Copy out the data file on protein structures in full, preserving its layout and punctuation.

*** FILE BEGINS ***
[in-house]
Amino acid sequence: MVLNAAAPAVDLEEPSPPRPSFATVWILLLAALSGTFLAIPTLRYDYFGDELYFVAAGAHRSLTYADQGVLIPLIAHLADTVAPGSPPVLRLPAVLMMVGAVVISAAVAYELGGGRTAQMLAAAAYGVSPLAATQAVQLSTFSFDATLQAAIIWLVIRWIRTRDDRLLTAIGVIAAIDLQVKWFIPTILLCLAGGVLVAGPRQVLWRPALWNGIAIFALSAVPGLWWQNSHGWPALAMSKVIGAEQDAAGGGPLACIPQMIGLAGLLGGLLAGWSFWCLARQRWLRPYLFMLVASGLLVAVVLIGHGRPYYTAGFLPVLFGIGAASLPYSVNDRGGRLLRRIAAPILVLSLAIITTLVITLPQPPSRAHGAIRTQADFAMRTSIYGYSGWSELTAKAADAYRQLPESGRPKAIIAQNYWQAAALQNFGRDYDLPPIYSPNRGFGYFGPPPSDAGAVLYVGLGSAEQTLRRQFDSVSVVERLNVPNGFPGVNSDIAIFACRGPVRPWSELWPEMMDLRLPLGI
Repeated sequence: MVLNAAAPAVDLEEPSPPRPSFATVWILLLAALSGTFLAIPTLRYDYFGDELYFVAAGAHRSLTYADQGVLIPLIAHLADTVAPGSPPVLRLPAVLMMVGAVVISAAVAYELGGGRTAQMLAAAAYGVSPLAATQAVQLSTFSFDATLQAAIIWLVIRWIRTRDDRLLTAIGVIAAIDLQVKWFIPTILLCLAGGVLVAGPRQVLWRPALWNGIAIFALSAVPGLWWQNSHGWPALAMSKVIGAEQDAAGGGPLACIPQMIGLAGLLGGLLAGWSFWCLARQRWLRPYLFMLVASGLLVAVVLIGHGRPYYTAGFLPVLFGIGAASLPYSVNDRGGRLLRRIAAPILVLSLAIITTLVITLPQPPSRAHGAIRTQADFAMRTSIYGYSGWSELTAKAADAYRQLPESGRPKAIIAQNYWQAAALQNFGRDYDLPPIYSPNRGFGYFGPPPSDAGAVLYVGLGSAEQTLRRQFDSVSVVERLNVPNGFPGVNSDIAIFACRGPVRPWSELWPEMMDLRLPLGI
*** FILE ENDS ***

[in-house]
Amino acid sequence: MVLNAAAPAVDLEEPSPPRPSFATVWILLLAALSGTFLAIPTLRYDYFGDELYFVAAGAHRSLTYADQGVLIPLIAHLADTVAPGSPPVLRLPAVLMMVGAVVISAAVAYELGGGRTAQMLAAAAYGVSPLAATQAVQLSTFSFDATLQAAIIWLVIRWIRTRDDRLLTAIGVIAAIDLQVKWFIPTILLCLAGGVLVAGPRQVLWRPALWNGIAIFALSAVPGLWWQNSHGWPALAMSKVIGAEQDAAGGGPLACIPQMIGLAGLLGGLLAGWSFWCLARQRWLRPYLFMLVASGLLVAVVLIGHGRPYYTAGFLPVLFGIGAASLPYSVNDRGGRLLRRIAAPILVLSLAIITTLVITLPQPPSRAHGAIRTQADFAMRTSIYGYSGWSELTAKAADAYRQLPESGRPKAIIAQNYWQAAALQNFGRDYDLPPIYSPNRGFGYFGPPPSDAGAVLYVGLGSAEQTLRRQFDSVSVVERLNVPNGFPGVNSDIAIFACRGPVRPWSELWPEMMDLRLPLGI
Repeated sequence: MVLNAAAPAVDLEEPSPPRPSFATVWILLLAALSGTFLAIPTLRYDYFGDELYFVAAGAHRSLTYADQGVLIPLIAHLADTVAPGSPPVLRLPAVLMMVGAVVISAAVAYELGGGRTAQMLAAAAYGVSPLAATQAVQLSTFSFDATLQAAIIWLVIRWIRTRDDRLLTAIGVIAAIDLQVKWFIPTILLCLAGGVLVAGPRQVLWRPALWNGIAIFALSAVPGLWWQNSHGWPALAMSKVIGAEQDAAGGGPLACIPQMIGLAGLLGGLLAGWSFWCLARQRWLRPYLFMLVASGLLVAVVLIGHGRPYYTAGFLPVLFGIGAASLPYSVNDRGGRLLRRIAAPILVLSLAIITTLVITLPQPPSRAHGAIRTQADFAMRTSIYGYSGWSELTAKAADAYRQLPESGRPKAIIAQNYWQAAALQNFGRDYDLPPIYSPNRGFGYFGPPPSDAGAVLYVGLGSAEQTLRRQFDSVSVVERLNVPNGFPGVNSDIAIFACRGPVRPWSELWPEMMDLRLPLGI